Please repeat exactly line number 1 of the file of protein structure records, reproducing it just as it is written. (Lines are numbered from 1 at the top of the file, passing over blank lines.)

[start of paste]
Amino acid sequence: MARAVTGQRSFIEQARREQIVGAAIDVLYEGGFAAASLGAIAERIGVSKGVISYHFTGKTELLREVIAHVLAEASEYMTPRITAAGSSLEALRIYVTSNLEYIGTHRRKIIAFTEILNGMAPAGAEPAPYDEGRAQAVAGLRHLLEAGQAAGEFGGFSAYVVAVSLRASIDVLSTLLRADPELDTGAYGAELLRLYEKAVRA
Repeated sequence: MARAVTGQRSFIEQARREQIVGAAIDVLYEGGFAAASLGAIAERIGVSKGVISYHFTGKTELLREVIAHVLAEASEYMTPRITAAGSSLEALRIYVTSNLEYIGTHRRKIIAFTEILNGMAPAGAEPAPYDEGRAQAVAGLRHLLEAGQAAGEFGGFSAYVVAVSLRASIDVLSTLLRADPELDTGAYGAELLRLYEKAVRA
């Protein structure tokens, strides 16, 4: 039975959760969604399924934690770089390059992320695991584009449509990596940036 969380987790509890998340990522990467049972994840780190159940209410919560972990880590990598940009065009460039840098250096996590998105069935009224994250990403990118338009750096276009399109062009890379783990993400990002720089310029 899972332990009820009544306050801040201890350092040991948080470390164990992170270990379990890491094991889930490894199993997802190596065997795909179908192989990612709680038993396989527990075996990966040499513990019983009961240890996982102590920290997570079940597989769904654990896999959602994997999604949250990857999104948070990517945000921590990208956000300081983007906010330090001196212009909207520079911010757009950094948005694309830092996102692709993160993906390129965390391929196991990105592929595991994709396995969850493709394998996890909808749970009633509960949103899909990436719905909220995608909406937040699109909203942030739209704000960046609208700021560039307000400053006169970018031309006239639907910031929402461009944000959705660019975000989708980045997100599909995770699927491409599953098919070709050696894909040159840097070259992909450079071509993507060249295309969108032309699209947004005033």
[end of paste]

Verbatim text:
Amino acid sequence: MARAVTGQRSFIEQARREQIVGAAIDVLYEGGFAAASLGAIAERIGVSKGVISYHFTGKTELLREVIAHVLAEASEYMTPRITAAGSSLEALRIYVTSNLEYIGTHRRKIIAFTEILNGMAPAGAEPAPYDEGRAQAVAGLRHLLEAGQAAGEFGGFSAYVVAVSLRASIDVLSTLLRADPELDTGAYGAELLRLYEKAVRA